Scientology’s organizational glue, which holds its adherents rigidly in place, is its ongoing check and countercheck system of enforcement that is implemented through a multi-layered organizational machine as conceived and constructed by L. Ron Hubbard. This operational machine includes key components such as auditing (enforced confession with the help of an e-meter that measures nervous tension ) coupled with the formation of files composed of personal information obtained through the auditing process and other sources such as “knowledge reports” from Scientologists (e.g. spouses, family, friends within Scientology). All of this ongoing policing is done by dedicated Scientologists performing their relegated roles within the Hubbard machine. This includes designated twins in training routines, auditors, course supervisors and ethics officers.
There is a kind of bullying and intimidation known as “handling” that goes on in Scientology. Having people handled is part of the policing process within Scientology and it is used to keep people under control. There are also substantial exit costs involved if a Scientologist considers leaving, which further reinforces control and silences dissent or critical questions. The exit costs of leaving Scientology can include the probability of being declared a PTS (potential trouble source) or worse an SP (suppressive person). Subsequently, the former Scientologist can be disconnected from family, friends and business associates. Instead of taking the risk of being so marked many Scientologists suffer in silence, suppressing their doubts and negative feelings about the organization. Some that cannot suppress their feelings sufficiently may find themselves facing a punitive process, which might ultimately put them in RPF (Rehabilitation Project Force) as punishment. Reportedly RPF can be a horrible experience that includes what can be seen as slave labor, personal humiliation, general degradation and at times brutal physical violence. These factors keep many Scientologists silent and trapped for many years.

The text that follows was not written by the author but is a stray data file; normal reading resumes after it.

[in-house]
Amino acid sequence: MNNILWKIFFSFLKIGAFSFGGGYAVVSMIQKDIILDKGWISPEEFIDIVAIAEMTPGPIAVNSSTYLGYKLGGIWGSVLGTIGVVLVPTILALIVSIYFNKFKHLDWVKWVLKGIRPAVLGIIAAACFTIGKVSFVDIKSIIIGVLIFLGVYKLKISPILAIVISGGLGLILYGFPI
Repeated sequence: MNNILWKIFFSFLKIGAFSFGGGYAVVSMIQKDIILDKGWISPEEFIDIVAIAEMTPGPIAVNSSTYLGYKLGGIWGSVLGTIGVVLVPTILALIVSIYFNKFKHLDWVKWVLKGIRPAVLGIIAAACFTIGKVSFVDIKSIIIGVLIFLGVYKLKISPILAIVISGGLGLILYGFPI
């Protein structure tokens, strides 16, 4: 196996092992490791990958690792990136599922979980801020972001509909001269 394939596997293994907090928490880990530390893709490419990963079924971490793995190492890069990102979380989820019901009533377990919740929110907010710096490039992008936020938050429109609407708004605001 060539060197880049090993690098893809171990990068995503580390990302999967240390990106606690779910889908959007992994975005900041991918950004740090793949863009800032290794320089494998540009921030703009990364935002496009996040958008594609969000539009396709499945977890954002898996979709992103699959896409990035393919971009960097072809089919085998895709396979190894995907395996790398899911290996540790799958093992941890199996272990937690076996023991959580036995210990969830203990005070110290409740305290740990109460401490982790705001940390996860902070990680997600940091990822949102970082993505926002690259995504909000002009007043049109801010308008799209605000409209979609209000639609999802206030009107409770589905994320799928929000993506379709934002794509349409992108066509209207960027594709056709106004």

Scientologists ultimately become bound by what Scientology calls its “technology” or its “tech,” which is essentially the L. Ron Hubbard proscribed way of being, thinking and feeling about everything.
The idea that anyone really chooses Scientology knowingly and stays happily without some level of coercion is simply a myth perpetuated by ignorance. It does not reflect detailed research and analysis about the deceptive recruitment and indoctrination process used by Scientology. Groups like Scientology are often quite deliberately deceptive and use coercive persuasion and influence techniques to gain advantage over people and control them.
People placing blame on Scientology’s victims frequently say they should have noticed “red flags” or “warning signs” when they went through their recruitment and indoctrination process. Somehow common sense should have saved them.